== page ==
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In Thai camps, legal centres hold out hope for greater justice


In Thai camps, legal centres hold out hope for greater justice

The UN refugee agency has opened the first of seven planned legal assistance centres in refugee camps in Thailand, sparking hopes that tens of thousands of Burmese refugees will get greater justice for the rapes and other violent crimes that plague the closed camps.
22 November 2006
Thai government officials (in yellow shirts) help open Ban Mae Nai Soi camp's legal assistance centre, the first of its kind in the world.

BAN MAE NAI SOI CAMP, Thailand, November 22 (UNHCR) - With the opening Wednesday of the first of seven planned legal assistance centres, tens of thousands of Burmese refugees in Thailand should soon have the hope of greater access to justice for the violent crimes that plague border camps.

"The Legal Assistance Centre project is the first of its kind - not only in refugee camps in Thailand, but around the world," UNHCR Regional Representative Hasim Utkan said during the ribbon-cutting ceremony at this camp near Mae Hong Son in north-western Thailand, attended by Thai government officials. "The overall goal of the project is to promote the rule of law and improve access to the Thai justice system in refugee camps."

The seven centres, scheduled to be opened within a year in three refugee camps housing 70,000 refugees, are intended to provide individual counselling for camp residents who have suffered rights violations or have been implicated in crimes. They should also function as a hub for sharing and disseminating information on human rights, protection and the legal process.

The legal aid project, part of the UN refugee agency's work to help improve the administration of justice in Thailand, is funded by the Italian government and the centres will be run by the International Rescue Committee (IRC).

In Thailand, the nine refugee camps along the border with Myanmar - home to 140,000 refugees - are run by the Thai government. Refugees are not at liberty to go outside the camps, and UNHCR is not allowed to keep staff in the camps overnight, when many of the rapes and domestic assaults occur.

"These centres will act as UNHCR's eyes and ears in the camps," said Kirsten Young, UNHCR's regional assistant representative for protection, who has overseen the project. "They will also help to channel cases to the Thai justice system, as well as work on building the capacity of the refugee traditional justice mechanisms to handle cases in a manner consistent with basic human right principles," Young added.

Because refugees are not allowed to leave overcrowded camps or to work legally inside the camps, the pressures of an idle life often lead to alcohol abuse, drug use and domestic violence.

A UNHCR report shows that between 2003 and this year more than 350 serious crimes were reported in the nine camps. Rape and domestic violence were the most common form of violent crime - with 50 percent of all rapes being perpetrated against children. In four out of five murders, no arrests were made, even when the identity of the killer was known.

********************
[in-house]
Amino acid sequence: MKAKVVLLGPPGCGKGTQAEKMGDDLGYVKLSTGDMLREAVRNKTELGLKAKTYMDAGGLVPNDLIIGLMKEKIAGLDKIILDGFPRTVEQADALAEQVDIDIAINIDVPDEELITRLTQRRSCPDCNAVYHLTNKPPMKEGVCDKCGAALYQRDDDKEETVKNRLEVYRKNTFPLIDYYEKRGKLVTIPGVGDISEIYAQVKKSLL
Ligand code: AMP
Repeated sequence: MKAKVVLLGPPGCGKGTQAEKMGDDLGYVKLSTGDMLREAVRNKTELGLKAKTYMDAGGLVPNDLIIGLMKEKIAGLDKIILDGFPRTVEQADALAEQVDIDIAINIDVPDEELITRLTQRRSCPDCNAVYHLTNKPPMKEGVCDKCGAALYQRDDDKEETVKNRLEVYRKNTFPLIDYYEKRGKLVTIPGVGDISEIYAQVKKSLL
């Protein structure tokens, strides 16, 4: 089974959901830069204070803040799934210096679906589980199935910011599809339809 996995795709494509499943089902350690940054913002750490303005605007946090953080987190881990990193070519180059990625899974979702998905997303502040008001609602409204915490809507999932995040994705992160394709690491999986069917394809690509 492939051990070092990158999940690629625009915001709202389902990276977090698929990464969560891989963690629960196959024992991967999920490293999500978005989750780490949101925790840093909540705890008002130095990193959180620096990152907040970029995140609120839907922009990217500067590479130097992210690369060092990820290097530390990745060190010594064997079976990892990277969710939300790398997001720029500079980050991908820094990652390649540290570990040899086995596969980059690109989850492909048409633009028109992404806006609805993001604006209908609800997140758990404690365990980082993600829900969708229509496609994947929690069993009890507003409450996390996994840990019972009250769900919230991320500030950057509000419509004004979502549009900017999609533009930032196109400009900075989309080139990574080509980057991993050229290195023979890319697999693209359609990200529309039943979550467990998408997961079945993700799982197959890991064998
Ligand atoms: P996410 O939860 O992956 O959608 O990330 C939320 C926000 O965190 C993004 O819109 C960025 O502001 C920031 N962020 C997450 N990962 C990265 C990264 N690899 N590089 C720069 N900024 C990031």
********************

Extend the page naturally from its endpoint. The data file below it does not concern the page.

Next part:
In a separate survey conducted two months ago by IRC, 63 percent of residents in three Thai refugee camps said they had serious concerns for their safety in the camps. However, they appeared to have little confidence in Thai justice, preferring traditional justice procedures.

Overwhelmingly, refugees regard the camp committee - composed of their own representatives - as the proper forum to deal with murder, and only 11 percent see this as a matter for the Thai courts.

"An alarming number of respondents to the survey - 30 percent - think a crime as serious as murder should be resolved at an even lower level, by the refugee representative of the affected section within the camp," said Young. "Although traditional forms of justice and mediation are appropriate for handling some offences, crimes as serious as murder should definitely be brought to the Thai courts."

At the same time, refugees surveyed by IRC said they favoured the death sentence or long imprisonment for murders - sentences the camp committee and section leaders have no power to carry out.

Two pretty Burmese girls look after their siblings in Ban Mae Nai Soi camp. They appear cheerful, but many refugee women and girls are victims of rape and domestic violence.

The legal assistance centres aim to increase refugees' knowledge of Thai law, understanding of the legal system and their responsibilities under Thai law. The centres will work closely with justice authorities, camp leaders, community-based organisations and others - both inside and outside the camps - to make sure refugee rights are respected.

With the first centre now open, the government on Wednesday unexpectedly expressed reservations about the rules under which the centres will operate. "We may only be in the foothills, rather than at the top of the mountain," said Utkan. "There are still some issues to be worked out, but we hope these centres will be a big step forward in justice for refugees."

By Kitty McKinsey in Ban Mae Nai Soi Camp, Thailand